I have been trying to memorize sections of the Bible over the last seven years, though my efforts were off and on. Even though I have been undisciplined in sticking to it, Scripture memorization has help me. Verses run through me head all day, helping me as I deliberate about decisions, helping my prayer life, and helping my teaching and preaching. The only regret I have about this memory work is that I have not consistently done it.
Three years ago, I discovered an invaluable resource: Memverse.com.
On Memverse, you can create an account and track your memory work. Once you have an account, you choose the verses you want to memorize. Then you just log in every day, go to the Review tool, and work on the verses that you are scheduled to memorize that day.
Without a system like this, it would be difficult for me to keep track of the hundreds of verses I am memorizing. Memverse handles this for you. It track the verses you need to review and when. And it spaces out your verses using spaced repetition, which spaces out the reviews to the optimal time. (Read more about it here.)
Memverse.com has several great features. Here’s a few that I like:
- When reviewing verses, it groups verses together if they are from the same passage. This way you review John 3:17 right after you review John 3:16. It really helps you learn passages rather than just individual verses.
- A “Learn” mode, which round after round replaces words in a verse with blanks, so that you start reviewing the verse with it only having one or two blanks. By the tenth round, you are faced with nothing but blanks, but you are well prepared for it by this time.
- Several leaderboards, so you can see how you are doing stacked up against the other members. It also compares churches with churches (when you register, you tell them your church’s name and location) and state with state.
- Several translations to choose from.
- A “Chapter Review” mode, where you can review an entire chapter at once.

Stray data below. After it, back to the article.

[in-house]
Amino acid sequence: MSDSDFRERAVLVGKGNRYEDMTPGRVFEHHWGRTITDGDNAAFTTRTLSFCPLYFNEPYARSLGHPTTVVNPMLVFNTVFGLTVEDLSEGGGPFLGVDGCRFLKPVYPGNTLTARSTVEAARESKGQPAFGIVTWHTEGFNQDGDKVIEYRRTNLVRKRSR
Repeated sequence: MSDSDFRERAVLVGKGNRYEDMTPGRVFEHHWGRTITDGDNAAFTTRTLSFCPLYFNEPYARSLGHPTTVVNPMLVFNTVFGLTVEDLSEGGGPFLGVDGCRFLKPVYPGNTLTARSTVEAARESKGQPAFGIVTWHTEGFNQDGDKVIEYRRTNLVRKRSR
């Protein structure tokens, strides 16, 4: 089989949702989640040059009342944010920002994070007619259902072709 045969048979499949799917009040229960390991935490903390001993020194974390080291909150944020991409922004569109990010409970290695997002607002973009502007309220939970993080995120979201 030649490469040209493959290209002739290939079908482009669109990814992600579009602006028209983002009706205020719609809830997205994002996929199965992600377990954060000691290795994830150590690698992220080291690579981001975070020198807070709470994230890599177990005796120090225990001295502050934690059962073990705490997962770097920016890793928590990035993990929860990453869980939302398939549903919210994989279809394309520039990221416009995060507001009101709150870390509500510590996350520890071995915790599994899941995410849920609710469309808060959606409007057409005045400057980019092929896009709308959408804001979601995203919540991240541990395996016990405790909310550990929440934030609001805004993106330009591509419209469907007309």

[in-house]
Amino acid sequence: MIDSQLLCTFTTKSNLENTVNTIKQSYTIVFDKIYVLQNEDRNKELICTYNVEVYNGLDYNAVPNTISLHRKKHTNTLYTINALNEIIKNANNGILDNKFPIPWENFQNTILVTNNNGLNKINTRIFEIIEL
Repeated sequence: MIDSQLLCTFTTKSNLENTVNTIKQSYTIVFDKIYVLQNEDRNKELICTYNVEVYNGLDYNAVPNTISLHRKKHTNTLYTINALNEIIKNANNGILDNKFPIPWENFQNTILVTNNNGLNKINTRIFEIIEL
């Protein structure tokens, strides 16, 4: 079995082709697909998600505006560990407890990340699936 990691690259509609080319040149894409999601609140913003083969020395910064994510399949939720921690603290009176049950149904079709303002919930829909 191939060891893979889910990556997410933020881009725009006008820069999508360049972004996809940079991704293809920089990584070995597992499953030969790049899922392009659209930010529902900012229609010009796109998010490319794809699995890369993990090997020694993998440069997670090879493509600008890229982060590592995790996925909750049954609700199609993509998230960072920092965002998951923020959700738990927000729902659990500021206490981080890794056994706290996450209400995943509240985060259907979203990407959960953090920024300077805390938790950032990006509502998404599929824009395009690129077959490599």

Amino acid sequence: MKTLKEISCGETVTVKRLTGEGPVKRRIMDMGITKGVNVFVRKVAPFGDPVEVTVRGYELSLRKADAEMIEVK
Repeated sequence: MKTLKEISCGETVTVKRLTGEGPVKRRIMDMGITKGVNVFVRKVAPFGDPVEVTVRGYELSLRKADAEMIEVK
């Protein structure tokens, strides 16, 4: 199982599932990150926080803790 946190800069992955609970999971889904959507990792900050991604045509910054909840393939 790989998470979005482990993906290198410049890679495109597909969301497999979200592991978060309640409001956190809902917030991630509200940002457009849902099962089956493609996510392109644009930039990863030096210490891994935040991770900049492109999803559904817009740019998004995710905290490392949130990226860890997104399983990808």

It is free to create an account and start memorizing. There is no paid memberships to the site, so you get all the features for free. I hope you’ll consider using the site. Just in case you do, here’s some advice that I’d give you to make the best use of it.
- Early on, focus on completing sessions every day. Don’t worry about the number of verses memorized. A verse is defined as “Memorized” when your interval between scheduled reviews (when you get a verse right, the interval is increased) reaches 30 days. You have to review it correctly several times – it differs based on several factors – to reach that threshold. So it’ll take you a few weeks of work before you ever memorize a verse. That can be frustrating. So just focus on completing review sessions every day. Trust the system.
- Don’t use the first-letter prompts. When you first start memorizing a verse, you are given first-letter prompts. So, if you were learning “Jesus wept.”, you would see “J w.” After you get it right a few times, those disappear. When I first started using Memverse, I loved this feature. But I recently turned it off, and I’ve discovered that I learn a verse better without it. Why? The hardest thing about learning a verseis the word order, specifically what word starts each verse. Using first-letter prompts encourages me not to focus on word order early when memorizing a verse. This created problems as I advanced in my learning of each verse, when Memverse.com removes the first-letter prompts, and I didn’t know the word order.
- Pick a translation and stick with it. Memverse.com has a lot of Bible translations to choose from. But you cannot switch from one translation of a verse to another without starting all over with that verse. Say I’d memorized a lot of verses in the NIV 1984 translation. If I want to re-memorize my verses in the updated NIV (2010) version. I’d have to deleted all the verses – losing all my stats relating to those verses – and add again all theses verses, this time in the new translation. I understand why they do it this way. After all, the translations differ enough to complicate memory work. So it’s best to treat each translation of a verse differently. But this could be frustrating if you’re not initially prepared for it.
So go ahead and join. You won’t regret it.
(And, no, I was not asked to make a review; nor am I affiliated with Memverse.com in any way, except I’m a registered user who wanted to praise a great site.)